As we finished Genesis 4, it talked about Cain's family, but in vv. 25-26, Adam and Eve had a son named Seth. In Hebrew, the name Seth also means compensation, which signifies that God had compensated both Adam and Eve for losing Abel, and now they can start raising Seth in the place of Abel. We see that out of death comes life. According to Orthodox theology, Seth is seen as a type of Christ's Resurrection, which, by overcoming the way of Cain, compensates the faithful for all the afflictions they have all undergone at some point. The genealogy of Christ is traced from Seth to Adam, underscoring that the true God became Incarnate as a true Man to compensate all who upon His name (Luke 3:38). Closing out Genesis 4, we see, in contrast to Cain's offspring, the offspring of Seth, Enosh, hoped in the Lord and always called upon His name. Is this not the way of salvation? "Whoever calls on the name of the Lord shall be saved" (Joel 2:32, from my Study Bible, and Romans 10:13).


Genesis 5:3: Seth was begotten from Adam and Eve. Here, we see a threefold relationship that seems to illustrate, to an extent, the Holy Trinity. Adam had no human father, which means no one begot him, so he is unbegotten. On the other hand, Seth was begotten from Adam, but Eve was neither unbegotten nor begotten. Instead, she proceeded from Adam (Genesis 2:21). Eve and Seth are related to the unbegotten Adam. Still, each is unique, for Eve proceeded from Adam, but Seth was begotten from Adam. All three have distinct and unique properties- unbegotten, begotten, and proceeding, but all three possess the exact human nature.

According to St. John of Damascus, "similarly, how these three images of the Holy Trinity existed. God the Father is Unbegotten; God the Son is Begotten from the Father; and God the Holy Spirit proceeds from the Father. These distinct and unique properties- unbegotten, begotten, and proceeding- distinguish each Person of the Holy Trinity from each other, yet they are one in nature."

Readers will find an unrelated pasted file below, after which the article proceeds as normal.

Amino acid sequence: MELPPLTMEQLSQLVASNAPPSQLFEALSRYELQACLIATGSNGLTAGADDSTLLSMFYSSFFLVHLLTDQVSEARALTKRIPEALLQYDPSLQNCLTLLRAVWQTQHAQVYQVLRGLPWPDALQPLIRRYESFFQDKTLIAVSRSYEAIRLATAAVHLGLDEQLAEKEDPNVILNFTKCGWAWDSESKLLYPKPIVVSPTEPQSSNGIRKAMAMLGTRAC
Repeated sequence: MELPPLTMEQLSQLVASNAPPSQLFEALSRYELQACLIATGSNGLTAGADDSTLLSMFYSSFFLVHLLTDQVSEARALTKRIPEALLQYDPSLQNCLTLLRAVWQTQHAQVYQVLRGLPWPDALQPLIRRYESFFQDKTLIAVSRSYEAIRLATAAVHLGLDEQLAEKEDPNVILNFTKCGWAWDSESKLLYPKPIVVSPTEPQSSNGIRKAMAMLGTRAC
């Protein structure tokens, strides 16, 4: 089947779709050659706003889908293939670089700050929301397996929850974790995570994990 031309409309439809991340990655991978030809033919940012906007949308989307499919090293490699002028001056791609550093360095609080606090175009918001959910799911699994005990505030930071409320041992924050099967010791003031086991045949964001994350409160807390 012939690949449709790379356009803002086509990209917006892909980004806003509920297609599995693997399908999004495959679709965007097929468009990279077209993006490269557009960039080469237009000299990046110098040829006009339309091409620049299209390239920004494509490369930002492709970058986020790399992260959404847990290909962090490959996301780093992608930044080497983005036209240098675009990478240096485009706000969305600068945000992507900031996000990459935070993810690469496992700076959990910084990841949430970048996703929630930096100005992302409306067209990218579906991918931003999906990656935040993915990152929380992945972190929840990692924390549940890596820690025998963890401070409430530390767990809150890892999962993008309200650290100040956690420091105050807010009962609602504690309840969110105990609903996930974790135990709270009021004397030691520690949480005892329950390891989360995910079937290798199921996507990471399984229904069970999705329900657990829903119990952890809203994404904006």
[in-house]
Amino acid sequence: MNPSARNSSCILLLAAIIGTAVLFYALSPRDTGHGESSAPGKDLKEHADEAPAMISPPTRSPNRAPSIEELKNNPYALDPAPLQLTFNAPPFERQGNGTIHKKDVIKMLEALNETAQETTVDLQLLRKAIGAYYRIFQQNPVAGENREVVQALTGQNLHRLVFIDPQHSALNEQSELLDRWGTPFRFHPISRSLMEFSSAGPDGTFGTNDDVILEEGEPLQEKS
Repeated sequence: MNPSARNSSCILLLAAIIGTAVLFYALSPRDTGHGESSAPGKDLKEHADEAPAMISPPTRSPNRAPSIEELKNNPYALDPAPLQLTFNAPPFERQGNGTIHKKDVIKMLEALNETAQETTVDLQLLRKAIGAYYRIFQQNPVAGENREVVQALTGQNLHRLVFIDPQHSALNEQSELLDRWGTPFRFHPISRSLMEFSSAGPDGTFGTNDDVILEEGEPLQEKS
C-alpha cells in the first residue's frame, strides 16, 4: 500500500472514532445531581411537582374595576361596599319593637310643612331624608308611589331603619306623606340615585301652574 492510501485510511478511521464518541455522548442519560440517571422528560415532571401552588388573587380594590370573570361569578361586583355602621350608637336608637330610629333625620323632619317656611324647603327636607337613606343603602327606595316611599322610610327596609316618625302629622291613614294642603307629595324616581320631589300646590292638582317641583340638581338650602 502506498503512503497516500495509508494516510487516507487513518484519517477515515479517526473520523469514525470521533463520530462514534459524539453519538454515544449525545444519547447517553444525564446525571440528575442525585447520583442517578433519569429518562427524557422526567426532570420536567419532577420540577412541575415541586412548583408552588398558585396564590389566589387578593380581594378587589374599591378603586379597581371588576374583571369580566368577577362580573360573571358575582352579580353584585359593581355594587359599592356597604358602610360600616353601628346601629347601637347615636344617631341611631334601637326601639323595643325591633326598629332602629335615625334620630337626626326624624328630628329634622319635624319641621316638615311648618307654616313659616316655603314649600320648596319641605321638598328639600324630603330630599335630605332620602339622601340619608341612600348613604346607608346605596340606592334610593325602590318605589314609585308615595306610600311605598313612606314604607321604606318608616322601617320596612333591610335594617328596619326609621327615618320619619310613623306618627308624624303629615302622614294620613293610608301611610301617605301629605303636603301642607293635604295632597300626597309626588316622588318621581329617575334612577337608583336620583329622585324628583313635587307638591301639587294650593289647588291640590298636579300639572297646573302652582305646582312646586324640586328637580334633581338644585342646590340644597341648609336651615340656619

Genesis 5:4-28: This passage focuses on the genealogy of Jesus Christ (Luke 3:23-38).


Genesis 5:29-32: Noah was born into the Incarnational history, and we can see how Noah is a critical ancestor in the genealogy of Jesus Christ (Luke 3:36), and we see in the following chapters how they focus on Noah and his family. In v. 29, Lamech names his son Noah, and just as the scripture points out, Noah's name means to give rest. He would provide them with rest from our work and the toil of our hands because of the ground the Lord cursed. Noah is seen as a type of Christ who said, "Come to Me, all you who labor and are heavily laden, and I give you rest" (Matthew 11:28-30).


Summary Genesis 6:1-22, the Wickedness of Mankind

Man's disobedience and expulsion from Paradise means that man lost the grace of the Holy Spirit ("My Spirit shall not remain, v. 3). The grace of God is always available to man, but it was man who continually refused it (for they are flesh, v. 3), we see they were given a grace period of one hundred and twenty years to come to complete repentance of their wicked and vile ways. Without the grace of the Holy Spirit, man can be easily overcome by the devil because even our willpower is not enough to resist the devil and his lies fully. The LORD God was also grieved over the condition of man; they were murderers, adulteries, fornicators, and thieves. In v. 7, the LORD was so grieved over these people He created that He swore to blot them out from the face of the earth, and we see how humanity was on the verge of disappearing forever. But the love and grace of God still came through when He gave them that grace period to respond to the grace of the Holy Spirit. In v. 8, Noah becomes a remnant because he is different from the rest, for Noah himself has discovered the grace of the Holy Spirit. Noah was that remnant so that the Word of God would become Man, for He would become Man through the genealogy of Noah (vv. 9-10; Luke 3:36).

Genesis 6:14-21: The ark is seen as a type of the Mother of God with Christ and the Church in her womb (Akath). The flood waters are seen as a type of baptism, in which we are saved (1 Peter 3:18-22).

In Christ, love Jared W. Campbell